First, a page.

Total Lunar Eclipse, May 15-16, 2022
By Chris Predom
I am writing this while still fresh in my memory. The night started at 9:30 pm as I saw the moon rise over the neighbor’s house across the street, by 10:30 it was entirely overcast at 11:06 pm Rich Asarisi texted me that clouds were breaking up at his home and wanted to know if I could see the moon. I told him I could not and that it clouded up here before event was to start, but I was watching it on a Youtube link from Highpoint Scientific and I was going to peak outside once in a while. When I did look outside the moon was slightly more than halfway covered. Grabbed my eyepieces and coulter 8 inch f4.5 dob and set up in front yard. Started with my 17mm plossel which the moon just fits the entire field of view and watched the shadow creep as I also scanned outward from the moon looking for the upcoming disappearing occultations, I knew would be coming up. One of which was a double star. I switched to my 12.5 ortho and watched the last portion of the shadow swallow the bright portion of the moon, taking quick naked eye views of the moon as it progressed. The portion in the shadow had a red hue to it with the maria portion very dark with no red hue at all. When the last of the bright portion was gone I switched to my Tuthill 35mm plossel, which has a nice low power wide field of view , I could fit two moons in the view easily with room to spare. With the moon centered I observe the overall red hue of the moon and the surrounding star field. After a quick naked eye view I switched back to the 12.5 mm eyepiece to catch the first reappearance occultation, but I had just missed it. There it was at the edge of the moon, did a quick glance on where the double star would be disappearing, then back to other side to wait for the other reappearance occultations. While waiting, clouds once again came in and covered up the moon, A quick view to the West did not look promising.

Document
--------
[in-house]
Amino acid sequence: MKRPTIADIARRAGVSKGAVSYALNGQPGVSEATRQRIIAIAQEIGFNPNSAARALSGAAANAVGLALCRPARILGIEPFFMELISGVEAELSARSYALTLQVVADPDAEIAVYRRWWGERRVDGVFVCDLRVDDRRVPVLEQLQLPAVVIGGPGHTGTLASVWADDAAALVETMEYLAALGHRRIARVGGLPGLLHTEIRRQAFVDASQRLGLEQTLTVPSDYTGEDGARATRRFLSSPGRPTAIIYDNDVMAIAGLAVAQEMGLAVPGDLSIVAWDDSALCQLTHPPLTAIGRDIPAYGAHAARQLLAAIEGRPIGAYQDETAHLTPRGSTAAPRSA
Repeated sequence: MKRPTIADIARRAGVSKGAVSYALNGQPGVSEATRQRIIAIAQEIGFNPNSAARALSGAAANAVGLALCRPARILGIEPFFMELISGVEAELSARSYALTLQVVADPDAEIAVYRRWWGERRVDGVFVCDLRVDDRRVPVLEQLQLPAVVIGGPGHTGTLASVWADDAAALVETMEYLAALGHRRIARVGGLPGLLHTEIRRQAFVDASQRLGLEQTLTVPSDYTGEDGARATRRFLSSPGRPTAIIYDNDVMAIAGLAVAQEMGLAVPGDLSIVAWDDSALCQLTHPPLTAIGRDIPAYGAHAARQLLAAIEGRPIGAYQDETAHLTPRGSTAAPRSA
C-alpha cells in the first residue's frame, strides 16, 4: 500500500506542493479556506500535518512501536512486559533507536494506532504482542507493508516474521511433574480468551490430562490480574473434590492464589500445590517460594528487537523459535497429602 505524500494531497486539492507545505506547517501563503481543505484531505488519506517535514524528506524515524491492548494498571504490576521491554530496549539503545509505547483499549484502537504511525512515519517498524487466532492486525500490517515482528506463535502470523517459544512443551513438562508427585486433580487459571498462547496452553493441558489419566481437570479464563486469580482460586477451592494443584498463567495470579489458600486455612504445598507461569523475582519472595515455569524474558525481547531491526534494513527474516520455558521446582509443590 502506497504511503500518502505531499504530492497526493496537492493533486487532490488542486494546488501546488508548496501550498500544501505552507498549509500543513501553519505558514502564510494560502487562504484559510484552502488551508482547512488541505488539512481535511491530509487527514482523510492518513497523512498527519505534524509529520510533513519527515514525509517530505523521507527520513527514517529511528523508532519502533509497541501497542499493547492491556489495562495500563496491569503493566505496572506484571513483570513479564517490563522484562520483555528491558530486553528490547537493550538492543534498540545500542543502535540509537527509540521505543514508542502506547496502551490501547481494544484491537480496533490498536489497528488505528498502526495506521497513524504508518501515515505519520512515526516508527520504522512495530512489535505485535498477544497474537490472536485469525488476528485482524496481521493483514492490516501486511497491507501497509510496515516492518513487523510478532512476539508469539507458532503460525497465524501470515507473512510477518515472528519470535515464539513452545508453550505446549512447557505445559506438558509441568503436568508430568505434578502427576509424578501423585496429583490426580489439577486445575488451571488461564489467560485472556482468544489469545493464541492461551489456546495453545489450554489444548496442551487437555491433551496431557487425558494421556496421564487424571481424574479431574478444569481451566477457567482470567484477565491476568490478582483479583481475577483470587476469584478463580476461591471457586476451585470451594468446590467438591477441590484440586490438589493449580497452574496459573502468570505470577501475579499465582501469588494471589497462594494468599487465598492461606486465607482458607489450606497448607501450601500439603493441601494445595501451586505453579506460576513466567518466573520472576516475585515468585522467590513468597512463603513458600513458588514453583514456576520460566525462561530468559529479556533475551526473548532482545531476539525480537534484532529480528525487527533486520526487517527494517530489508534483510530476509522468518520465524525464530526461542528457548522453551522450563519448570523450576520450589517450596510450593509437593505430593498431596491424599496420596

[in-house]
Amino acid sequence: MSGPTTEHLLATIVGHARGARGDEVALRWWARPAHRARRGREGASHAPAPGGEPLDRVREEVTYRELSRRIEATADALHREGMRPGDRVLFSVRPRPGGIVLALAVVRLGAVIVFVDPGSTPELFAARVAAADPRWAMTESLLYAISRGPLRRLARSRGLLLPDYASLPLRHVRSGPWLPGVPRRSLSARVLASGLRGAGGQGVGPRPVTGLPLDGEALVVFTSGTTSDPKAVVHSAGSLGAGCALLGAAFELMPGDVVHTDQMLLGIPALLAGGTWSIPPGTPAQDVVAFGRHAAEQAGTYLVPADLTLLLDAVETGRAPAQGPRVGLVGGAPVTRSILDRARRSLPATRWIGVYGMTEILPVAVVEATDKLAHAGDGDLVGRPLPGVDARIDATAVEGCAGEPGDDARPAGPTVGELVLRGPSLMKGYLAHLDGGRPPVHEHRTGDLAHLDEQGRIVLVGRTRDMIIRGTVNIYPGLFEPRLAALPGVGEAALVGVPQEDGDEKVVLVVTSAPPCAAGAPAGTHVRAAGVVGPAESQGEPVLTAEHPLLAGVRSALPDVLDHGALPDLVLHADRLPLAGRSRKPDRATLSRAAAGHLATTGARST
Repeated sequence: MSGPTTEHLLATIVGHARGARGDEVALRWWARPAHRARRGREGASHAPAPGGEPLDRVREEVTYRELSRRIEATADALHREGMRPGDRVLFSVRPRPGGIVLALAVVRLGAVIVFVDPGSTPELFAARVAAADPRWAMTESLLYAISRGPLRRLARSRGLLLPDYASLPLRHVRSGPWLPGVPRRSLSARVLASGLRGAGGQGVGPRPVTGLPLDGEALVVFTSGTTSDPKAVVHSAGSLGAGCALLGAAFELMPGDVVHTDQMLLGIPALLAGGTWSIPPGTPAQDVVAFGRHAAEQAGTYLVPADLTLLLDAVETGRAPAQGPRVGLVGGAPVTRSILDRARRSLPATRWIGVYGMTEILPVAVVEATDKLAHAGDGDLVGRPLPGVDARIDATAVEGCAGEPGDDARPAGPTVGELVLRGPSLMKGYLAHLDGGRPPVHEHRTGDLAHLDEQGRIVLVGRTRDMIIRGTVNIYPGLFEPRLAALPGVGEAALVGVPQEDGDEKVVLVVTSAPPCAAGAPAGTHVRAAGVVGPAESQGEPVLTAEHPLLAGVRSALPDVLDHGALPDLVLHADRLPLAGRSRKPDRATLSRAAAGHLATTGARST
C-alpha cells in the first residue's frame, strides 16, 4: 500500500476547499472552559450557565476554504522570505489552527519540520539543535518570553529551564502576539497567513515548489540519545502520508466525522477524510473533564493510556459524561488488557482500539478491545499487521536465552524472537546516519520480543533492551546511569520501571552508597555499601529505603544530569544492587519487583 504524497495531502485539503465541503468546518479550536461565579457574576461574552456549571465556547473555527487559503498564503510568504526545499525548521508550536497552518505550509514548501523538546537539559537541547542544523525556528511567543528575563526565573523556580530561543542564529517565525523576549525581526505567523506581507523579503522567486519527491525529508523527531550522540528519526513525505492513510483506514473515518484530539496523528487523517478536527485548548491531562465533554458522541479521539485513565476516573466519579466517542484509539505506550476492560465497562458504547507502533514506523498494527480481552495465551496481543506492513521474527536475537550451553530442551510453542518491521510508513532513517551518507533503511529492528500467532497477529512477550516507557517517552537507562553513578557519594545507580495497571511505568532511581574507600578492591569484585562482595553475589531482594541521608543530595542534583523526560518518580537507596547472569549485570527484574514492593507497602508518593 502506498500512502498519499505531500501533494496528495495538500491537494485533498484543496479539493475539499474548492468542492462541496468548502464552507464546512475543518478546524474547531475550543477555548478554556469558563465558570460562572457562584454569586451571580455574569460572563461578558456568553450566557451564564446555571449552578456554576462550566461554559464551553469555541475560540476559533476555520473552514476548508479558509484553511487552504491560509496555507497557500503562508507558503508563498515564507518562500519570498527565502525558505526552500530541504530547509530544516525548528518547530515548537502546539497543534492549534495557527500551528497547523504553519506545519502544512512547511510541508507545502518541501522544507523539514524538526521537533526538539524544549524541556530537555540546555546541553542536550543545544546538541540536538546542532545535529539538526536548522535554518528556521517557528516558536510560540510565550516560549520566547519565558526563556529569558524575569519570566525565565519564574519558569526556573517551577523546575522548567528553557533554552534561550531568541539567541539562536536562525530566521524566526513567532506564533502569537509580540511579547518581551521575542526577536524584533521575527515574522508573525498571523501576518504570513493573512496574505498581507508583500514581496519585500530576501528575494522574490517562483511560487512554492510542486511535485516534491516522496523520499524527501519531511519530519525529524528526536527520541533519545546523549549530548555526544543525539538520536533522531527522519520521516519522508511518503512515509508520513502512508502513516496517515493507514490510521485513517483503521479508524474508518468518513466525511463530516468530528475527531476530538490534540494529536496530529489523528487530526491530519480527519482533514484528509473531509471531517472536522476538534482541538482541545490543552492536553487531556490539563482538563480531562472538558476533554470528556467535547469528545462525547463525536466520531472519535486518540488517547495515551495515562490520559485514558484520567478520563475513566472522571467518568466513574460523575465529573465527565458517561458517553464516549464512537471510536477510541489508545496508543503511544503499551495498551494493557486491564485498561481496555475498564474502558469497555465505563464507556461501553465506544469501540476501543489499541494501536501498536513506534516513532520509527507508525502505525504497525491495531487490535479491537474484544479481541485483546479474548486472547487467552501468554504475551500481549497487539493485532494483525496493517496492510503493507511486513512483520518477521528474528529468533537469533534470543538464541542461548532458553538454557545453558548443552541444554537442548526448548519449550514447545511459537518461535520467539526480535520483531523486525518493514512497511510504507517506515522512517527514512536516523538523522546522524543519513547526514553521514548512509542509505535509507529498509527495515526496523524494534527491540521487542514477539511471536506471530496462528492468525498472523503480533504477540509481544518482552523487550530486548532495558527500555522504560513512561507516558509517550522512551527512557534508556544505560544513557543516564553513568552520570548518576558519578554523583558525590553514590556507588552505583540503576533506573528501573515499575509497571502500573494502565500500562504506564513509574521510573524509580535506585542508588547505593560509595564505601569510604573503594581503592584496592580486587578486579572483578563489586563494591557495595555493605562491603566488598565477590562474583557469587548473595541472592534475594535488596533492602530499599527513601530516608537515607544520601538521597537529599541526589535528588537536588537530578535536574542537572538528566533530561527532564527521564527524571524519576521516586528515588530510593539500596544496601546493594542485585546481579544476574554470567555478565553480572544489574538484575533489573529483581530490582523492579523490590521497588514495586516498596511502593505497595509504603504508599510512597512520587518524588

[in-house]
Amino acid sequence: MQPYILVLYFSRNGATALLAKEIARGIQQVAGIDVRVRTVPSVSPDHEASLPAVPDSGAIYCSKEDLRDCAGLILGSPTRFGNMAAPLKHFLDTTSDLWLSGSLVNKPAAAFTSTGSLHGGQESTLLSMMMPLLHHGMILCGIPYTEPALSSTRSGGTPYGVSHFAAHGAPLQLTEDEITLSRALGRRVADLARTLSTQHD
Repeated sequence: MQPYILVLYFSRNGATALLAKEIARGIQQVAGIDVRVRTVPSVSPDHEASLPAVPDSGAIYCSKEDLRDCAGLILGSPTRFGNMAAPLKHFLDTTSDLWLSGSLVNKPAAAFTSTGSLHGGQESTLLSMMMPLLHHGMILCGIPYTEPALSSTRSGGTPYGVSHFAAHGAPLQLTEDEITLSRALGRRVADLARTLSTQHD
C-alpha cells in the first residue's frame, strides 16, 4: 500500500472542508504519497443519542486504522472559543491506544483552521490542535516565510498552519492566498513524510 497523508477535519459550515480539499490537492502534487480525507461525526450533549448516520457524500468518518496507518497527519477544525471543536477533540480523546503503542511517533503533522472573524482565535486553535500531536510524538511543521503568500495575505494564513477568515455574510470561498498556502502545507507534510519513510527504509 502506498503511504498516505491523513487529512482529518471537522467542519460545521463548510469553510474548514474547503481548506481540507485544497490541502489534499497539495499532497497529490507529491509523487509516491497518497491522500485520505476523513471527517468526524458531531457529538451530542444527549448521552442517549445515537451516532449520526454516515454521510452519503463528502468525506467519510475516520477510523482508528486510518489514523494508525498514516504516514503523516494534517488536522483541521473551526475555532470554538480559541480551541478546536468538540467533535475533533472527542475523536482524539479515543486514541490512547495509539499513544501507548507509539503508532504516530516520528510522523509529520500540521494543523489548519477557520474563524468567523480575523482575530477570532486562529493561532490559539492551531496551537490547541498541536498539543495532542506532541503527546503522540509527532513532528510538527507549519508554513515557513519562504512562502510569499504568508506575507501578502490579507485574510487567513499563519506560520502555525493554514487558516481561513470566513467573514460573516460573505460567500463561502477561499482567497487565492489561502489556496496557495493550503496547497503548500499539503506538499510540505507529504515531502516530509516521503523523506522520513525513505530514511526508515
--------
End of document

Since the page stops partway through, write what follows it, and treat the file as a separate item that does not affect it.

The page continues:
Went back to the Youtube stream just in time to see that star disappear, but on the Youtube video did not notice a step disappearance as one might expect with a close double. Back outside with telescope I was able to see the moon thru the clouds off and on. Sometimes I had some good views other times I could just make out the circular outline
of the moon, Other times I could not see it at all and had to walk telescope a little in direction moon would travel, I was surprised that when after 20 minutes of nothing when I glanced up and saw a hint of the moon, I was actually pointing just above it. I played hide and seek like this for rest of the eclipse, Losing the moon for long periods
in the clouds until I saw a small bright sliver of white, The beginning of the end. Next view was a little more than halfway over. The only way I could tell that was by watching the clouds coming over the moon. The areas still in shadow I could see no detail at all but as soon as that same portion of cloud moved over the lit portion I could see detail.
Later on it thinned enough for me to get a quick naked eye view. Finally had to call it an end at 1:53a.m. As the clouds really thickened up again. Overall I was very happy to see what I did of this event, this is not my first time observing thru clouds, I have observed the moon and some planets thru clouds. It is just a matter of getting quick naked eye glances with enough time to point your focused telescope at that area and once in telescope view, when the object is hidden by clouds again, knowing how to creep your scope in the direction the object is moving, hoping to get a thin or clear opening for quick views. Try it sometime, start with the moon, the skies can not be totally overcast. It must have pockets of thinner clouds or clear openings in order for this to work. You will be surprised when in the telescope you see the moon, but naked eye you can not, The detail will not be the same as a clear sky but you will be able to make